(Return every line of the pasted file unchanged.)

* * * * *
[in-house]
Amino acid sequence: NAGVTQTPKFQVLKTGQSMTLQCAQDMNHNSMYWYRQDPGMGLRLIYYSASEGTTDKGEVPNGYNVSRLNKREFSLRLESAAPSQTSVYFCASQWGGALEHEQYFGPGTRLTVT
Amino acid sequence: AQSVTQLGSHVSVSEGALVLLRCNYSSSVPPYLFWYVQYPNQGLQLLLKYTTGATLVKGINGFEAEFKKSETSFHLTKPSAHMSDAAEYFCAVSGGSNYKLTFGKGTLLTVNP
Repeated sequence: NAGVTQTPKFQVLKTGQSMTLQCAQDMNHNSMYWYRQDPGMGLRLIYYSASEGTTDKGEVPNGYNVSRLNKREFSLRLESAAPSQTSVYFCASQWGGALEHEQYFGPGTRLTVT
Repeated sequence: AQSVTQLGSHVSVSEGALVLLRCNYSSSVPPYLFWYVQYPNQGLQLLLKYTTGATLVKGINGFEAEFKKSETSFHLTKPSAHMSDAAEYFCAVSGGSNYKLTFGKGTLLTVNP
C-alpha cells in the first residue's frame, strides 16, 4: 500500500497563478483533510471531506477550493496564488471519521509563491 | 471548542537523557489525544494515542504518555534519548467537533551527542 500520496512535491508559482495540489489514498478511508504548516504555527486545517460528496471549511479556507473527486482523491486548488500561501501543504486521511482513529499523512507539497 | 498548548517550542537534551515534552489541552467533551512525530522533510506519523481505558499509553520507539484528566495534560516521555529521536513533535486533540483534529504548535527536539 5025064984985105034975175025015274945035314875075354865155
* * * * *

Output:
[in-house]
Amino acid sequence: NAGVTQTPKFQVLKTGQSMTLQCAQDMNHNSMYWYRQDPGMGLRLIYYSASEGTTDKGEVPNGYNVSRLNKREFSLRLESAAPSQTSVYFCASQWGGALEHEQYFGPGTRLTVT
Amino acid sequence: AQSVTQLGSHVSVSEGALVLLRCNYSSSVPPYLFWYVQYPNQGLQLLLKYTTGATLVKGINGFEAEFKKSETSFHLTKPSAHMSDAAEYFCAVSGGSNYKLTFGKGTLLTVNP
Repeated sequence: NAGVTQTPKFQVLKTGQSMTLQCAQDMNHNSMYWYRQDPGMGLRLIYYSASEGTTDKGEVPNGYNVSRLNKREFSLRLESAAPSQTSVYFCASQWGGALEHEQYFGPGTRLTVT
Repeated sequence: AQSVTQLGSHVSVSEGALVLLRCNYSSSVPPYLFWYVQYPNQGLQLLLKYTTGATLVKGINGFEAEFKKSETSFHLTKPSAHMSDAAEYFCAVSGGSNYKLTFGKGTLLTVNP
C-alpha cells in the first residue's frame, strides 16, 4: 500500500497563478483533510471531506477550493496564488471519521509563491 | 471548542537523557489525544494515542504518555534519548467537533551527542 500520496512535491508559482495540489489514498478511508504548516504555527486545517460528496471549511479556507473527486482523491486548488500561501501543504486521511482513529499523512507539497 | 498548548517550542537534551515534552489541552467533551512525530522533510506519523481505558499509553520507539484528566495534560516521555529521536513533535486533540483534529504548535527536539 5025064984985105034975175025015274945035314875075354865155